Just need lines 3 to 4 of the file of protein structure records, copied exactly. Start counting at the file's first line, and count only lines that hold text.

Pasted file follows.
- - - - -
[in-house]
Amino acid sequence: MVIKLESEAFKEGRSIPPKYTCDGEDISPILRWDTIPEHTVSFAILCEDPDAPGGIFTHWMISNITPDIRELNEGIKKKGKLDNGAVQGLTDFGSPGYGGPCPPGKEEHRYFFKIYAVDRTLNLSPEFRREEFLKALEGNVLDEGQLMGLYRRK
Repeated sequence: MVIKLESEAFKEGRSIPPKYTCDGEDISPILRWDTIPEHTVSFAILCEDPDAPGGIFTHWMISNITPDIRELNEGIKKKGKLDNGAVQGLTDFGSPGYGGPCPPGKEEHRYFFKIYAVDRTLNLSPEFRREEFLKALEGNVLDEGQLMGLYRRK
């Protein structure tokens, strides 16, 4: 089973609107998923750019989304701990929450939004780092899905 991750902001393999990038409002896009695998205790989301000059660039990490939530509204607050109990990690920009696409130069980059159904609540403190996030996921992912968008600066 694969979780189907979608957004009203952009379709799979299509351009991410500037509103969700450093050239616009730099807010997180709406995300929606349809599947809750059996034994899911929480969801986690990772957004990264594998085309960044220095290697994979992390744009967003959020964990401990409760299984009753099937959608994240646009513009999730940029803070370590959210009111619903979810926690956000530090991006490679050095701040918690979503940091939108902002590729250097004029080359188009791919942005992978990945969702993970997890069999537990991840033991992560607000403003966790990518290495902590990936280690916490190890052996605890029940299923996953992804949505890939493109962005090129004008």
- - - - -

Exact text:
Repeated sequence: MVIKLESEAFKEGRSIPPKYTCDGEDISPILRWDTIPEHTVSFAILCEDPDAPGGIFTHWMISNITPDIRELNEGIKKKGKLDNGAVQGLTDFGSPGYGGPCPPGKEEHRYFFKIYAVDRTLNLSPEFRREEFLKALEGNVLDEGQLMGLYRRK
């Protein structure tokens, strides 16, 4: 089973609107998923750019989304701990929450939004780092899905 991750902001393999990038409002896009695998205790989301000059660039990490939530509204607050109990990690920009696409130069980059159904609540403190996030996921992912968008600066 694969979780189907979608957004009203952009379709799979299509351009991410500037509103969700450093050239616009730099807010997180709406995300929606349809599947809750059996034994899911929480969801986690990772957004990264594998085309960044220095290697994979992390744009967003959020964990401990409760299984009753099937959608994240646009513009999730940029803070370590959210009111619903979810926690956000530090991006490679050095701040918690979503940091939108902002590729250097004029080359188009791919942005992978990945969702993970997890069999537990991840033991992560607000403003966790990518290495902590990936280690916490190890052996605890029940299923996953992804949505890939493109962005090129004008």